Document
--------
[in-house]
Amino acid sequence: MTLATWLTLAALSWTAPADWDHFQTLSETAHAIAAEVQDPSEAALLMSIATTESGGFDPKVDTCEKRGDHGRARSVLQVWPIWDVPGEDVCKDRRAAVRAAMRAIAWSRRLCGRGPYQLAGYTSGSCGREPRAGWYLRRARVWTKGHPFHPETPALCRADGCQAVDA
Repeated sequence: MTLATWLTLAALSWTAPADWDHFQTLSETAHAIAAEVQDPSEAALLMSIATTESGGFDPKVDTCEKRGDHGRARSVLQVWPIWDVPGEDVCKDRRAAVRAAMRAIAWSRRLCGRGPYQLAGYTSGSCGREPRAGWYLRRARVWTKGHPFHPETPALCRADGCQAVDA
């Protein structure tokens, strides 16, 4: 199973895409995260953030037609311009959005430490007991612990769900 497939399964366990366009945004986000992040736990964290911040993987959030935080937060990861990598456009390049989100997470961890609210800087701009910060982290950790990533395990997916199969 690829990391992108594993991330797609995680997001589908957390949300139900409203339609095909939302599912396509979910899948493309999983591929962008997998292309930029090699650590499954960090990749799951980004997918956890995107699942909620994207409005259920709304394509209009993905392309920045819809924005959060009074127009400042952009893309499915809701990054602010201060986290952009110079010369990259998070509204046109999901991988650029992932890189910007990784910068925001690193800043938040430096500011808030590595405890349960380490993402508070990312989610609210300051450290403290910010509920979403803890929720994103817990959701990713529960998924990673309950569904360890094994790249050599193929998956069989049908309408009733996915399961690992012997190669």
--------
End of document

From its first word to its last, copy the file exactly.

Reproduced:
[in-house]
Amino acid sequence: MTLATWLTLAALSWTAPADWDHFQTLSETAHAIAAEVQDPSEAALLMSIATTESGGFDPKVDTCEKRGDHGRARSVLQVWPIWDVPGEDVCKDRRAAVRAAMRAIAWSRRLCGRGPYQLAGYTSGSCGREPRAGWYLRRARVWTKGHPFHPETPALCRADGCQAVDA
Repeated sequence: MTLATWLTLAALSWTAPADWDHFQTLSETAHAIAAEVQDPSEAALLMSIATTESGGFDPKVDTCEKRGDHGRARSVLQVWPIWDVPGEDVCKDRRAAVRAAMRAIAWSRRLCGRGPYQLAGYTSGSCGREPRAGWYLRRARVWTKGHPFHPETPALCRADGCQAVDA
């Protein structure tokens, strides 16, 4: 199973895409995260953030037609311009959005430490007991612990769900 497939399964366990366009945004986000992040736990964290911040993987959030935080937060990861990598456009390049989100997470961890609210800087701009910060982290950790990533395990997916199969 690829990391992108594993991330797609995680997001589908957390949300139900409203339609095909939302599912396509979910899948493309999983591929962008997998292309930029090699650590499954960090990749799951980004997918956890995107699942909620994207409005259920709304394509209009993905392309920045819809924005959060009074127009400042952009893309499915809701990054602010201060986290952009110079010369990259998070509204046109999901991988650029992932890189910007990784910068925001690193800043938040430096500011808030590595405890349960380490993402508070990312989610609210300051450290403290910010509920979403803890929720994103817990959701990713529960998924990673309950569904360890094994790249050599193929998956069989049908309408009733996915399961690992012997190669």